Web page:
But most public libraries are still lagging behind. To take up the challenge, they must redefine their role and establish strategies for today's changing requirements.

The ultimate goal in the context of the information society is to provide access to any type of information for anyone, at any time, anywhere. Technology can already provide the answers but we need to overcome widespread dependence on traditional media. And we shall have to open up the possibilities offered by networked libraries.

Even if, for years to come, the book will remain the most important vehicle for information, libraries limiting themselves to printed material will find they are increasingly lagging behind those providing modern networked services, often with astonishing success.

1.1 The updated library

In thes study, the term updated library is used to describe public libraries dealing with traditional services as well as with new services and technologies - as most European libraries do.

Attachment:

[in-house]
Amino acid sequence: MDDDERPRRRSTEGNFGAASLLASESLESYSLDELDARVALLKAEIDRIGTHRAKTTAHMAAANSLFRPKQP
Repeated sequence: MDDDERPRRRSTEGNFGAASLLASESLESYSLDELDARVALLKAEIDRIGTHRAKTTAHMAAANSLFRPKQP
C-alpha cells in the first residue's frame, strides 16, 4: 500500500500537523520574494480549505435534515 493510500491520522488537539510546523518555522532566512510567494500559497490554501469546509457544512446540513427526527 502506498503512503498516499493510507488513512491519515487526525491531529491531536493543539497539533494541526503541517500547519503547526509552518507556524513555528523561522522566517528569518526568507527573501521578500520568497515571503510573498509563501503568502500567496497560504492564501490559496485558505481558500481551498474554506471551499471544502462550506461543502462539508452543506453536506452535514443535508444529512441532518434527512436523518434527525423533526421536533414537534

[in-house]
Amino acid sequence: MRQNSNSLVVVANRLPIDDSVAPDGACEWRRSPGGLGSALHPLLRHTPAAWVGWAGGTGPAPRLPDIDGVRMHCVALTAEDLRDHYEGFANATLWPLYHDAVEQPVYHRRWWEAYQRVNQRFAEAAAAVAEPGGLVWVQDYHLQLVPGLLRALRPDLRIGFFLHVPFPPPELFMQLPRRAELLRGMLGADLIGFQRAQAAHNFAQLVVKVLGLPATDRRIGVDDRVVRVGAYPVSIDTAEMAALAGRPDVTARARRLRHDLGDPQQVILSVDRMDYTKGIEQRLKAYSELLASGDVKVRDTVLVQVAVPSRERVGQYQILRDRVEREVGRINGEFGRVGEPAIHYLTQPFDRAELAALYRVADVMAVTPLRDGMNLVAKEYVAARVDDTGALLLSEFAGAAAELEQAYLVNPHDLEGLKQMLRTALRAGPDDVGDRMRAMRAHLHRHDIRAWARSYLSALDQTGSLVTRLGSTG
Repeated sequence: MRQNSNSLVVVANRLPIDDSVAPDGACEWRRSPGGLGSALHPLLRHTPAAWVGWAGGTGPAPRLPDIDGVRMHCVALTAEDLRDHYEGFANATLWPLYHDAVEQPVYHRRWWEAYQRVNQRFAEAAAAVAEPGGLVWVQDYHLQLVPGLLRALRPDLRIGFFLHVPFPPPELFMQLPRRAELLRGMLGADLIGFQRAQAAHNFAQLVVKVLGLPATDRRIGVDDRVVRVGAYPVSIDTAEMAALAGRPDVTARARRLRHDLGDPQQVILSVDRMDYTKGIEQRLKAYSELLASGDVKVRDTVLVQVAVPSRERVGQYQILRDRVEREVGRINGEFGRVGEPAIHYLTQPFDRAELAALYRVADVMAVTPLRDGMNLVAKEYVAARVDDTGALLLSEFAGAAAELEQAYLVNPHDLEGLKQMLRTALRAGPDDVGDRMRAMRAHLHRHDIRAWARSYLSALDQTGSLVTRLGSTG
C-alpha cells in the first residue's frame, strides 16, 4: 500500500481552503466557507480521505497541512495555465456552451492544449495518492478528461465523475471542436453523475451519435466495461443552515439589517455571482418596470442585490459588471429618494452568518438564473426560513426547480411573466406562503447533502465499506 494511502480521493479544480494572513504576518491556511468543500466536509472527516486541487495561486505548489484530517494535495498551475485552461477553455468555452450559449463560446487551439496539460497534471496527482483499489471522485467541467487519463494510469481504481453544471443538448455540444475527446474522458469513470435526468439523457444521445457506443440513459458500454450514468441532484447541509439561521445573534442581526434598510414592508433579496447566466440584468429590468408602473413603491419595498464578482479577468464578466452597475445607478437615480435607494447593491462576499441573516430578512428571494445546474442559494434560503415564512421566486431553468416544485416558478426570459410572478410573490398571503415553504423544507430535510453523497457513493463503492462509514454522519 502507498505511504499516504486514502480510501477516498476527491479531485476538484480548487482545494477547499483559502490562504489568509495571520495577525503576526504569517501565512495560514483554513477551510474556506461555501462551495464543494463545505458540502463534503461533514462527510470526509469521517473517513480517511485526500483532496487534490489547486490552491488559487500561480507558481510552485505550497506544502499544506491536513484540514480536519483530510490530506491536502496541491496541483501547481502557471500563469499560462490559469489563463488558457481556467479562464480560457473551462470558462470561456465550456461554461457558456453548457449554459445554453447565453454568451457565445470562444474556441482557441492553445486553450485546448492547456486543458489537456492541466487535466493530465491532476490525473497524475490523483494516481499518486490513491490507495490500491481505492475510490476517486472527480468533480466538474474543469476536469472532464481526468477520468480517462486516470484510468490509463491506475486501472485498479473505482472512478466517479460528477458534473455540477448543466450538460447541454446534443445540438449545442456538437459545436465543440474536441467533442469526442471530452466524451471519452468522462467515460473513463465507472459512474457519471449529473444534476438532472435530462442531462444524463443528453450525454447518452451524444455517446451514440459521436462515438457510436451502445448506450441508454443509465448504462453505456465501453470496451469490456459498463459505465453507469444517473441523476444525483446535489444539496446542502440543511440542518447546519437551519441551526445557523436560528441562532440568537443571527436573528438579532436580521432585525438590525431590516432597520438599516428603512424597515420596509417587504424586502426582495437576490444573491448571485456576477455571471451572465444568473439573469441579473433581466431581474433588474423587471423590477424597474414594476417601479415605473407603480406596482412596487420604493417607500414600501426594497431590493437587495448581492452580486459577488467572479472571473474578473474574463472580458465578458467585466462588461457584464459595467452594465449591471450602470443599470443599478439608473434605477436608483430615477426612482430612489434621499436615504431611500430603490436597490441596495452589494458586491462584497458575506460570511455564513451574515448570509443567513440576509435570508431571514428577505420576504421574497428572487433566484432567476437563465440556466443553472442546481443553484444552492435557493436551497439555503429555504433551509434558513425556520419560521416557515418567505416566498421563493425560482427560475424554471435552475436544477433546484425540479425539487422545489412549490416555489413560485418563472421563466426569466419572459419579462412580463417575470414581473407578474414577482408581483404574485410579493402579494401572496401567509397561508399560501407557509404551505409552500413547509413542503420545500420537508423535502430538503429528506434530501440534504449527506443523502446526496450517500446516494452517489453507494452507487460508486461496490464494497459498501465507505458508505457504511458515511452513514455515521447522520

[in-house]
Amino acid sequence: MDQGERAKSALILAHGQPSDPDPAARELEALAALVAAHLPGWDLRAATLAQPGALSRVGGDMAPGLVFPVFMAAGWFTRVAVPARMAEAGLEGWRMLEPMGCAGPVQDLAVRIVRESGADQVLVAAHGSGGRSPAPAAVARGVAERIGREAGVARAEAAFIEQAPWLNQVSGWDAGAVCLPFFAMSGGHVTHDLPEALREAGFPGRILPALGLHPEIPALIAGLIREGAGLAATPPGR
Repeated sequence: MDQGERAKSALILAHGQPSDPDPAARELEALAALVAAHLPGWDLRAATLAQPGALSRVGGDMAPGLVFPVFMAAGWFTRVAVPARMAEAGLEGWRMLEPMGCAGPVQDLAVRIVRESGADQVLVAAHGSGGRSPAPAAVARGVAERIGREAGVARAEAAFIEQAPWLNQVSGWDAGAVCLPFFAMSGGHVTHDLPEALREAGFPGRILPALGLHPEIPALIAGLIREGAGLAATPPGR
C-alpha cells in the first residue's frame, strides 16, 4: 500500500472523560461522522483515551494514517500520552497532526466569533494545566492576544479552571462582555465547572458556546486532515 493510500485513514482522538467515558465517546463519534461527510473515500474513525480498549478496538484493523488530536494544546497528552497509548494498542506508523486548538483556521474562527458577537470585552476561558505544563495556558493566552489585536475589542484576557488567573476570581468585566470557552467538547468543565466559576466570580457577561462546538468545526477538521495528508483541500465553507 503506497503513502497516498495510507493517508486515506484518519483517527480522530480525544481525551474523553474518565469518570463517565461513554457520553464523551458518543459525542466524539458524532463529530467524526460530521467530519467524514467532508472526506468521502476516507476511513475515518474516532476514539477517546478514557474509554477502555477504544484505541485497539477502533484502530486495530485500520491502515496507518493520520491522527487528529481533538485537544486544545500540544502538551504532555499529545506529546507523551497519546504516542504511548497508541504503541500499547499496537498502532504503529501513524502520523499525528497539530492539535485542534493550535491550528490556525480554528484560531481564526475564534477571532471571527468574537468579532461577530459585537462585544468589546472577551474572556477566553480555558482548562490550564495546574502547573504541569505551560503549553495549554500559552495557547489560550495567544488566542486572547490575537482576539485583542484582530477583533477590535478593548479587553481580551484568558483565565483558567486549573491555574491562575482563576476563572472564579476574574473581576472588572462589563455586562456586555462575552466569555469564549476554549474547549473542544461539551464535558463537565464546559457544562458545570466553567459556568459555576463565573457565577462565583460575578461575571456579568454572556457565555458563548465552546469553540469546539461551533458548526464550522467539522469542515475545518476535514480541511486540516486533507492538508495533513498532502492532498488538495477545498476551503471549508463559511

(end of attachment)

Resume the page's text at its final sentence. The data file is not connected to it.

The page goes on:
The study is based on eleven country studies, six case studies describing inspiring examples of good libraries and regional cooperation, and on desk research.

The objectives are to analyse what public libraries should do to adapt their traditional services and offer new ones in order to respond to the needs of their users in the context of the Information Society.

2. State of the art: European public libraries are developing at different speeds

The state of the art is described in three stages:

  1. automation of housekeeping routines aimed at giving public online access to the catalogue;
  2. access to online databases for staff and users, including Internet access, leading to:
  3. server-based Internet services on the library's homepage which can be accessed remotely.

There is considerable diversity in the Member States in regard to Stage 1, varying from 20% to 100 % of libraries which have automated. A clear movement towards Stage 2 can be observed in some countries, where up to half the libraries have some kind of Internet access. In others this is exceptional, as is access to CD-ROMs. At the European level, a small minority of public libraries offer remote access to their catalogues. Similarly, only very few provide electronic document delivery services. To accelerate change here, the study describes a vision based on inspiring examples of public libraries which have modernised.